EU Will Make USB-C Mandatory on All Phones By 2024

Posted on June 7, 2022 by Laurent Giret in Hardware, Mobile with 50 Comments

EU lawmakers agreed today to make USB -C the standard charging port on all phones and other electronic devices that will be sold in Europe by 2024. The new legislation aims to reduce electronic waste, and it should impact Apple and its proprietary Lightning port in a pretty big way.

The EU’s Radio Equipment Directive will apply to many electronic devices that are rechargeable via a wired cable. ”The charging speed is also harmonised for devices that support fast charging, allowing users to charge their devices at the same speed with any compatible charger,” the EU press release reads.

Parliament’s rapporteur Alex Agius Saliba boldly said today that the EU has “made the common charger a reality in Europe.” The rapporteur added that the new legislation will also include provisions to address wireless charging technologies, which the EU also wants to make interoperable.

“We are proud that laptops, e-readers, earbuds, keyboards, computer mice, and portable navigation devices are also included in addition to smartphones, tablets, digital cameras, headphones and headsets, handheld videogame consoles and portable speakers. We have also added provisions on wireless charging being the next evolution in the charging technology and improved information and labelling for consumers,” the rapporteur said.

This new legislation will still need to be formally approved by the EU Parliament and Council later this year before it can come into effect by 2024. However, we may not have to wait that long to see Apple finally give up on its proprietary Lightning port. Last month, Apple analyst Ming-Chi Kuo reported that the first USB-C iPhone could be released next year.

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Comments (50)

50 responses to “EU Will Make USB-C Mandatory on All Phones By 2024”

  1. digiguy

    It would be very bad press for Apple if they tried to milk Lightning until just before the law becomes applicable, that is until just the end of 2023 with iPhone 15. So iPhone 14 should be the last Lightning phone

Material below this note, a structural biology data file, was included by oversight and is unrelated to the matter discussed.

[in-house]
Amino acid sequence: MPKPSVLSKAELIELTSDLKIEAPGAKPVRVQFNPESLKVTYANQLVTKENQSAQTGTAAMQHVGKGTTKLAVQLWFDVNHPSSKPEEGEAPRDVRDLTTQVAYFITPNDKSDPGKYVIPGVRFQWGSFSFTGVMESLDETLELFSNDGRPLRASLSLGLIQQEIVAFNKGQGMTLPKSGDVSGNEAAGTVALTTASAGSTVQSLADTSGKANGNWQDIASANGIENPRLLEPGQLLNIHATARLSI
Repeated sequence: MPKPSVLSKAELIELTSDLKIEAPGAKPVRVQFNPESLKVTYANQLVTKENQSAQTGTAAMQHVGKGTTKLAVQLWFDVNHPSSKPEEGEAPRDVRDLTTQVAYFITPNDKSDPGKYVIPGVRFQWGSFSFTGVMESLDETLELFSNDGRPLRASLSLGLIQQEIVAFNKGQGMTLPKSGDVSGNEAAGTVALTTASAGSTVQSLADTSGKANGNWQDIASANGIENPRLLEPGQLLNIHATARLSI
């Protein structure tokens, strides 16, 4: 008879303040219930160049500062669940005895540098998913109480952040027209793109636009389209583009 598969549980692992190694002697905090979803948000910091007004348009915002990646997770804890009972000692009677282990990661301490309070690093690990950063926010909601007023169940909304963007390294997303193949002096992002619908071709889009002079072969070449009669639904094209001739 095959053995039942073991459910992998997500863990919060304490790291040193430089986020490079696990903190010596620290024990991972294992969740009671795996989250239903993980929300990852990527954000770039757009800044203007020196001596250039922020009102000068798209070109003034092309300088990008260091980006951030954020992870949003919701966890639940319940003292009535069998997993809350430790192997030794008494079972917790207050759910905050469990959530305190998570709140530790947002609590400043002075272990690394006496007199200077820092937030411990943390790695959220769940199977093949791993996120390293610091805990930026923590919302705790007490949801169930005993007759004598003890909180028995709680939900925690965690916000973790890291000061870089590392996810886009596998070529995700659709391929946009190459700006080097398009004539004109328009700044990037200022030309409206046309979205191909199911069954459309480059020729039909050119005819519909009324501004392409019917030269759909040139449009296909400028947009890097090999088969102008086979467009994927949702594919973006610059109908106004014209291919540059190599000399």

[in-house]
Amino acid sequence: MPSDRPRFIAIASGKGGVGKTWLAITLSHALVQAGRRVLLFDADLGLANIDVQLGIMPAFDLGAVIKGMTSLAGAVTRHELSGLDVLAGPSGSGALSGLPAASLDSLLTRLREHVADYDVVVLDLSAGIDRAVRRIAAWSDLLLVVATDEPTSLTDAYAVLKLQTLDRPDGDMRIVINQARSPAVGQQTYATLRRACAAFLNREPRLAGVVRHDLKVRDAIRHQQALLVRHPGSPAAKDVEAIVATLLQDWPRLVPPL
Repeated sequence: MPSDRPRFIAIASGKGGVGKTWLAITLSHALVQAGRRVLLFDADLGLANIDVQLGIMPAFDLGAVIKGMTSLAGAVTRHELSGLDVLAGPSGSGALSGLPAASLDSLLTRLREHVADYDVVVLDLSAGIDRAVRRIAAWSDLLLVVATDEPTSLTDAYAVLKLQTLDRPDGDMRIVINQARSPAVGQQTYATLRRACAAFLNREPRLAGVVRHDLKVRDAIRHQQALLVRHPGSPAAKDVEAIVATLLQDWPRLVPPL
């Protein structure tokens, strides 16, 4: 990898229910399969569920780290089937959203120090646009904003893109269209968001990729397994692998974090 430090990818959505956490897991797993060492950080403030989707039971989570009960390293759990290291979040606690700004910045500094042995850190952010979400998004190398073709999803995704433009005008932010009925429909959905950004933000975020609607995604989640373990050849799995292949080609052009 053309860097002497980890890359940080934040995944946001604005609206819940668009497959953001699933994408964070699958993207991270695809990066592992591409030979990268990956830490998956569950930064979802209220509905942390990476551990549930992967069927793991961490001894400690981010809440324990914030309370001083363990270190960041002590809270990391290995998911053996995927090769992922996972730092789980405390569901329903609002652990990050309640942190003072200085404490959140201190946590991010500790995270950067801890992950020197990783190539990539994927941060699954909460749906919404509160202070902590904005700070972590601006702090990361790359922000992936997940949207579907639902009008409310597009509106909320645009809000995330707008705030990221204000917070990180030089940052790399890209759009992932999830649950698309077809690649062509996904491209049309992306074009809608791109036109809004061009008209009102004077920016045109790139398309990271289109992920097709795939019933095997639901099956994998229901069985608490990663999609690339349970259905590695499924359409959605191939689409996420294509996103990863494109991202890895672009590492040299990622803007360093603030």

• will

      I am guessing Apple would have worked with the EU on this so that they would have time to get their devices in line. Take time to get the law worked out, a year or two, then allow the law to not go into effect for another 1-2 years. This gives Apple the time needed to make the design changes, and they might have already planned on this at some point.


      Now, will the Pro models have TB or USB-C when it launches?

      • wright_is

        If by working with the EU on this, you mean lobbying against it, then yes...


        They managed to bluster it out last time, with the micro-USB standard - that was a voluntary standard, but a few companies, like Apple, refused to comply and then USB-C came along, with defined power delivery protocols to allow different devices to tell the charger how much draw they wanted. Now the EU has said: because you (the industry) couldn't sort it out amongst yourselves to use a single standard last time around, we will be swinging the ban hammer this time.

  2. red.radar

    Next up the EU mandated all mains plugs conform to the same standard….

    • wright_is

      They are in most European countries, only the UK really had an incompatible system.


      When I travel across Europe, I just take my charger with me and plug it in (Germany, Austria, Italy, France, for example). French sockets are a little different to Germany, for example, but they are the same size and the plugs are universal and work in both countries without needing adapters.


      (For example, Germany has the earthing prongs on the side of the socket/plug, France has an earthing pin sticking out of the bottom of the socket, the plugs all have an earthing band that goes down the side of the plug and ends in a plat under the plug, so it works in both French and German sockets. The UK was the big exception, sticking with its 3-pin triangle pattern, with recessed earth, where the longer earth pin pushes a cover over the phase and neutral holes back, to allow the prongs to enter, this means all UK plugs are 3 pin, whether they use earth or not, whereas European sockets allow for 2 connector compact plugs or 3 connector earthed plugs. And, our sockets (Germany) have an additional child protection feature, which requires the plug to be pushed into the protection, then slid up to open up the socket, similar to the UK system - this is a third party addition and isn't fitted as standard.)

      • dftf

        "They are in most European countries, only the UK really had an incompatible system."